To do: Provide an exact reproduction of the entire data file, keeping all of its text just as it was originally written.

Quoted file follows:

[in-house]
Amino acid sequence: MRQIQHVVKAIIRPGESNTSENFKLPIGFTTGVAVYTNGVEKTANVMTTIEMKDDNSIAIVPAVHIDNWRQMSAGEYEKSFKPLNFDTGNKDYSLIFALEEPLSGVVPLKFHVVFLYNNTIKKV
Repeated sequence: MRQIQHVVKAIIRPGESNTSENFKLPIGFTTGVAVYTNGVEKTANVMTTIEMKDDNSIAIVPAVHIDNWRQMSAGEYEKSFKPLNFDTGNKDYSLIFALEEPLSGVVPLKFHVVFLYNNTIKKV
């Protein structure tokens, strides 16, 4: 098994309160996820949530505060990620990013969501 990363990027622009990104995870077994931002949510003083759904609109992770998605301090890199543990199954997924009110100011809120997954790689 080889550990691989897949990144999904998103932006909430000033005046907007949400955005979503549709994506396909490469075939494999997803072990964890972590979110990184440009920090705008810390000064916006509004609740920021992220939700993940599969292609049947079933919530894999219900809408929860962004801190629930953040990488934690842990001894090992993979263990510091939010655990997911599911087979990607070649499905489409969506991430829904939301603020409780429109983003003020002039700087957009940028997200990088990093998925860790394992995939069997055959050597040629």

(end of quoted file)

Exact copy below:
[in-house]
Amino acid sequence: MRQIQHVVKAIIRPGESNTSENFKLPIGFTTGVAVYTNGVEKTANVMTTIEMKDDNSIAIVPAVHIDNWRQMSAGEYEKSFKPLNFDTGNKDYSLIFALEEPLSGVVPLKFHVVFLYNNTIKKV
Repeated sequence: MRQIQHVVKAIIRPGESNTSENFKLPIGFTTGVAVYTNGVEKTANVMTTIEMKDDNSIAIVPAVHIDNWRQMSAGEYEKSFKPLNFDTGNKDYSLIFALEEPLSGVVPLKFHVVFLYNNTIKKV
């Protein structure tokens, strides 16, 4: 098994309160996820949530505060990620990013969501 990363990027622009990104995870077994931002949510003083759904609109992770998605301090890199543990199954997924009110100011809120997954790689 080889550990691989897949990144999904998103932006909430000033005046907007949400955005979503549709994506396909490469075939494999997803072990964890972590979110990184440009920090705008810390000064916006509004609740920021992220939700993940599969292609049947079933919530894999219900809408929860962004801190629930953040990488934690842990001894090992993979263990510091939010655990997911599911087979990607070649499905489409969506991430829904939301603020409780429109983003003020002039700087957009940028997200990088990093998925860790394992995939069997055959050597040629």